February 5, 2023

Volume XIII, Number 36

Error message

  • Warning: Undefined variable $settings in include_once() (line 135 of /var/www/html/docroot/sites/default/settings.php).
  • Warning: Trying to access array offset on value of type null in include_once() (line 135 of /var/www/html/docroot/sites/default/settings.php).

February 03, 2023

Subscribe to Latest Legal News and Analysis

OIG Revises and Renames its Self-Disclosure Protocol

On November 8, 2021, the Department of Health & Human Services (“HHS”) Office of the Inspector General (“OIG”) issued a handful of changes to its Provider Self-Disclosure Protocol and renamed the long-standing guidance document. It is now referred to as, “OIG’s Health Care Fraud Self-Disclosure Protocol” (“SDP”).

The SDP provides individuals and entities an opportunity to “voluntarily disclose self-discovered evidence of potential fraud” and “avoid the costs and disruptions associated with a Government-directed investigation and civil or administrative litigation.”

Although the revisions are relatively minor, it is important for providers and suppliers to understand and follow the OIG’s amended guidance when making a voluntary disclosure. The key revisions are discussed below:

  • Minimum Settlement Doubled: OIG increased the minimum amounts required to settle under the SDP. The minimum amount required to settle kickback-related matters doubled from $50,000 to $100,000. For all other matters accepted into the SDP, OIG increased the required minimum from $10,000 to $20,000 to resolve the matter. As such, the OIG will expect that any settlement flowing from a self-disclosure involving a kickback-related matter will be at least $100,000 ($20,000 for all other matters).

  • OIG May No Longer Advocate for Disclosing Parties in Criminal Matters: In the prior version of the SDP, OIG stated that it would coordinate with the Department of Justice (“DOJ”) and “advocate that the disclosing parties receive a benefit from disclosure under the SDP” in both civil and criminal matters. The revised SDP states that OIG will still advocate for a benefit in civil matters, but removes the same language with respect to criminal matters. As such, providers should not expect OIG to “help with” DOJ in criminal matters, regardless of how cooperative the provider was with OIG under the SDP.

  • Grant and Contractor Self-Disclosure Programs: Disclosures related to grants or HHS contractors must be made under the OIG’s Grant Self-Disclosure Program[1] or the OIG’s Contractor Self-Disclosure Program.[2]

  • Itemized Damages: The SDP now requires a calculation of estimated “damages” for each affected Federal health care program (e.g., separate calculations/estimates for Medicare, Medicaid, and TRICARE), and the sum of estimated damages for all affected Federal health care programs.

  • Disclosing Parties under Corporate Integrity Agreements: Both the prior and current versions of the SDP allowed disclosing parties under Corporate Integrity Agreements to use the SDP. The revised SDP now requires the disclosing party to “reference the fact that the disclosing party is subject to a CIA” and “send a copy of the disclosure to the disclosing party’s OIG monitor.”

  • Electronic Submission Required: The initial self-disclosure disclosure must be submitted electronically through the OIG’s web page.[3]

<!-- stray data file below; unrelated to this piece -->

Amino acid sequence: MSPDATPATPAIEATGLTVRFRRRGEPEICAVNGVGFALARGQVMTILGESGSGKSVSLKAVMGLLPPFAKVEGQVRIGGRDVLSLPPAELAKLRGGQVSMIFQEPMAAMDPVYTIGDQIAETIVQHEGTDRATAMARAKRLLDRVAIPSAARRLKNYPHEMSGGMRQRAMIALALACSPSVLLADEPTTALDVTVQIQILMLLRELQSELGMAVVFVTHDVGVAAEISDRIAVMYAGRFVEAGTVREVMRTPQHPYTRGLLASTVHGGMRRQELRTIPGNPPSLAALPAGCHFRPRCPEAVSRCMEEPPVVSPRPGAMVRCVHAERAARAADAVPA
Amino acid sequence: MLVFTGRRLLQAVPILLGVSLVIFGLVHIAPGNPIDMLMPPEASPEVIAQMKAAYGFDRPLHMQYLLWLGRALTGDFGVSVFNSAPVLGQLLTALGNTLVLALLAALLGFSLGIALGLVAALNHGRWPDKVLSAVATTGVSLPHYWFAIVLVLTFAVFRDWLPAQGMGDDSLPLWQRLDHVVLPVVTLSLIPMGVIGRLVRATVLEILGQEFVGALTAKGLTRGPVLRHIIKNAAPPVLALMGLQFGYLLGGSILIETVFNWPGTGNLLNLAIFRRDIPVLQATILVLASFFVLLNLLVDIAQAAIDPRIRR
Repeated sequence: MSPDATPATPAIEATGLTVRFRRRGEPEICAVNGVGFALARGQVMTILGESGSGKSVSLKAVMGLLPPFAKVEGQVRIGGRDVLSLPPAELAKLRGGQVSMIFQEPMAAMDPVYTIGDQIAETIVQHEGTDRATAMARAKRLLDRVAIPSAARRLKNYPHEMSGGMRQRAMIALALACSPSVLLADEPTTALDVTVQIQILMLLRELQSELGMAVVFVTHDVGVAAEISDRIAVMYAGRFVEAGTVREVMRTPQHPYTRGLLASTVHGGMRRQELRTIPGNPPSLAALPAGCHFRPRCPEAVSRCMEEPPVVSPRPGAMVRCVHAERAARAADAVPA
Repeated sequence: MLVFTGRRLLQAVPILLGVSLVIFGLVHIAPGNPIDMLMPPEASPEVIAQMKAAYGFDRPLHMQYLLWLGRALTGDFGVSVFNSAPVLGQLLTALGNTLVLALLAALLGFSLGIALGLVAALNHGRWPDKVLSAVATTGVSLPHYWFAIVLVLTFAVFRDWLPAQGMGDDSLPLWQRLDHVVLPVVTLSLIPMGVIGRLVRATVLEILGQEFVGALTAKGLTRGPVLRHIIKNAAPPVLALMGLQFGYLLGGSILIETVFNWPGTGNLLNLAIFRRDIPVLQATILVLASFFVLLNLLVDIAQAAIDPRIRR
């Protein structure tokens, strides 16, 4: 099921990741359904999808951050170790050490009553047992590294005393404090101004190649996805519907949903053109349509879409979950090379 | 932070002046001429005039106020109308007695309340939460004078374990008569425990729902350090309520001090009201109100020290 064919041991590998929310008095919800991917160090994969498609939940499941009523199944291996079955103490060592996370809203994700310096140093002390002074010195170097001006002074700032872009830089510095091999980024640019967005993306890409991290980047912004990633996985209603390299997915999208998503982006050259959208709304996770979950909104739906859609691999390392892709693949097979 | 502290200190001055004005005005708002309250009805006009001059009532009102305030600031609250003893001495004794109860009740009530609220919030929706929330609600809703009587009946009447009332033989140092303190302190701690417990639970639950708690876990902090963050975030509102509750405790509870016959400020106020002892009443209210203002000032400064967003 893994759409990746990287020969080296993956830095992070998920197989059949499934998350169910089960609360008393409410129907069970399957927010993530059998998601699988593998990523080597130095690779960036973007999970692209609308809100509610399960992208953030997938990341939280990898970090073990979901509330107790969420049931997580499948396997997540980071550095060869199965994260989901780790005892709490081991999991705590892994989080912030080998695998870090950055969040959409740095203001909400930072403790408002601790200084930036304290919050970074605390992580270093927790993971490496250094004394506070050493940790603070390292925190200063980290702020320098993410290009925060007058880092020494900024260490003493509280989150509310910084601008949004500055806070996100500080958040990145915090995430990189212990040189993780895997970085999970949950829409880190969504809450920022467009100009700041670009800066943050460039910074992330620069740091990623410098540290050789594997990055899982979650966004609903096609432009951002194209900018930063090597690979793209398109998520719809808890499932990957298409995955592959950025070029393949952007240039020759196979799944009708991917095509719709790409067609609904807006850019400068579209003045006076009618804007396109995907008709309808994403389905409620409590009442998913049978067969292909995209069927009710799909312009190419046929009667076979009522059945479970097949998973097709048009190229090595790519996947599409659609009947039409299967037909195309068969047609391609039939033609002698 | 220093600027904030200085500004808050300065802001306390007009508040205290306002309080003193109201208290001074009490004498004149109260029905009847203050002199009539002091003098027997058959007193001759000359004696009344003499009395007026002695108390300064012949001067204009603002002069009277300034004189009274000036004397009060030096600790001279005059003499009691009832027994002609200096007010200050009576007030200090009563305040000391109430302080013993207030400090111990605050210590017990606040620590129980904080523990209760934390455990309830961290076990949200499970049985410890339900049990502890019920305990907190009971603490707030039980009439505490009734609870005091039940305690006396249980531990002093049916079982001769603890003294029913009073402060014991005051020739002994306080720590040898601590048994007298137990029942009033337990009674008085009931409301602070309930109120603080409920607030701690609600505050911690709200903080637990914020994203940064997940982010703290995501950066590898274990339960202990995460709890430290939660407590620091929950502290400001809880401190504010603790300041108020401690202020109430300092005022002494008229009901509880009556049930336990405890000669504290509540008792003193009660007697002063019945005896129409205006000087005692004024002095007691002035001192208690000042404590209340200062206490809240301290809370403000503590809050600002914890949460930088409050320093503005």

Other than the minimum resolution thresholds, the revisions to the self-disclosure protocol are largely procedural.  As such, providers who are considering the risks and advantages of making a self-disclosure to OIG will not change those calculations based upon these revisions to the protocol. In appropriate circumstances, the OIG’s Self-Disclosure Protocol remains a potentially useful tool to address legal and compliance issues.


[1] HHS OIG Grant Self Disclosure Program

[2] Contractor Self-Disclosure Program

[3] Health Care Fraud Self-Disclosure Protocol

© Polsinelli PC, Polsinelli LLP in CaliforniaNational Law Review, Volume XI, Number 326

About this Author

Rick Rifenbark Health Care Attorney Polsinelli Los Angeles, CA

Richard (Rick) Rifenbark’s practice is a blend of health care regulatory compliance and transactions. He relies on his knowledge and experience to help clients identify, avoid, and (when necessary) resolve difficult regulatory compliance issues. He regularly advises clients on health care fraud and abuse laws and other regulatory issues, including the federal anti-kickback statute, stark physician self-referral law, false claims act, state licensing issues, corporate practice of medicine doctrines, and state fraud and abuse laws. Rick also negotiates and drafts transactional agreements,...


Thoroughness and thoughtfulness are the keys to Jeff Fitzgerald’s success in defending health care clients in health care fraud investigations. He believes effective strategies for successfully defending investigations include the rigorous exploration of the facts and a detailed analysis of the applicable regulations. Jeff represents health care providers in disputes with federal and state licensure bodies, professional licensure boards, and other regulators and law enforcement agencies. He also assists health care companies that have proactively discovered potential...

Kevin M. Coffey, Polsinelli PC, Chicago, Planning Advocacy Lawyer, Compliance matters Attorney

Kevin Coffey blends advocacy skills and a proactive planning approach in providing comprehensive health care legal representation to a broad range of organizations in fraud and abuse and compliance matters. He works closely with clients to proficiently respond to investigations based on alleged violations of various civil, criminal, and administrative laws, including the False Claims Act and OIG’s Civil Monetary Penalties. Kevin is well-versed in federal and state health care regulatory schemes and laws.